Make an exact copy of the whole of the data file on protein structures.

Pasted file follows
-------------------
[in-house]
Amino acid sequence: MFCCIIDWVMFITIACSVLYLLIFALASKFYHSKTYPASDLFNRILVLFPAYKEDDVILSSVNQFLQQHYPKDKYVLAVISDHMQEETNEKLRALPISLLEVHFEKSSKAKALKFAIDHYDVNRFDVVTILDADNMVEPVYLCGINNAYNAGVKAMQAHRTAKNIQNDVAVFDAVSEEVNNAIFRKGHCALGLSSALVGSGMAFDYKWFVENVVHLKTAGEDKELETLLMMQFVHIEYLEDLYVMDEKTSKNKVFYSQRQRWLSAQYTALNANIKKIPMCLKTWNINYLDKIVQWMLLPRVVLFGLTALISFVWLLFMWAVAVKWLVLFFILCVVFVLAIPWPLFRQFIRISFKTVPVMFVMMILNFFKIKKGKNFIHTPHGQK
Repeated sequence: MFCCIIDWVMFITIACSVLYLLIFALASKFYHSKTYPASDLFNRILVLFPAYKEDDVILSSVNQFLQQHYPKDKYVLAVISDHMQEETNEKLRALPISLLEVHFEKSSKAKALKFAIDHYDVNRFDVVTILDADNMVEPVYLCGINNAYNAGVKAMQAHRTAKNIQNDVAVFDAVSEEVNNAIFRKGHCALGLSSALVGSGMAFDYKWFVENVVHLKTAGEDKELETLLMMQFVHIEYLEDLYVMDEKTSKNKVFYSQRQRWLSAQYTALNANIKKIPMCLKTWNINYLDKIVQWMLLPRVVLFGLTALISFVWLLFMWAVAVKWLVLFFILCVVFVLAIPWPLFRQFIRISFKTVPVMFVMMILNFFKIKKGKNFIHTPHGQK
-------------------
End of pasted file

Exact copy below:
[in-house]
Amino acid sequence: MFCCIIDWVMFITIACSVLYLLIFALASKFYHSKTYPASDLFNRILVLFPAYKEDDVILSSVNQFLQQHYPKDKYVLAVISDHMQEETNEKLRALPISLLEVHFEKSSKAKALKFAIDHYDVNRFDVVTILDADNMVEPVYLCGINNAYNAGVKAMQAHRTAKNIQNDVAVFDAVSEEVNNAIFRKGHCALGLSSALVGSGMAFDYKWFVENVVHLKTAGEDKELETLLMMQFVHIEYLEDLYVMDEKTSKNKVFYSQRQRWLSAQYTALNANIKKIPMCLKTWNINYLDKIVQWMLLPRVVLFGLTALISFVWLLFMWAVAVKWLVLFFILCVVFVLAIPWPLFRQFIRISFKTVPVMFVMMILNFFKIKKGKNFIHTPHGQK
Repeated sequence: MFCCIIDWVMFITIACSVLYLLIFALASKFYHSKTYPASDLFNRILVLFPAYKEDDVILSSVNQFLQQHYPKDKYVLAVISDHMQEETNEKLRALPISLLEVHFEKSSKAKALKFAIDHYDVNRFDVVTILDADNMVEPVYLCGINNAYNAGVKAMQAHRTAKNIQNDVAVFDAVSEEVNNAIFRKGHCALGLSSALVGSGMAFDYKWFVENVVHLKTAGEDKELETLLMMQFVHIEYLEDLYVMDEKTSKNKVFYSQRQRWLSAQYTALNANIKKIPMCLKTWNINYLDKIVQWMLLPRVVLFGLTALISFVWLLFMWAVAVKWLVLFFILCVVFVLAIPWPLFRQFIRISFKTVPVMFVMMILNFFKIKKGKNFIHTPHGQK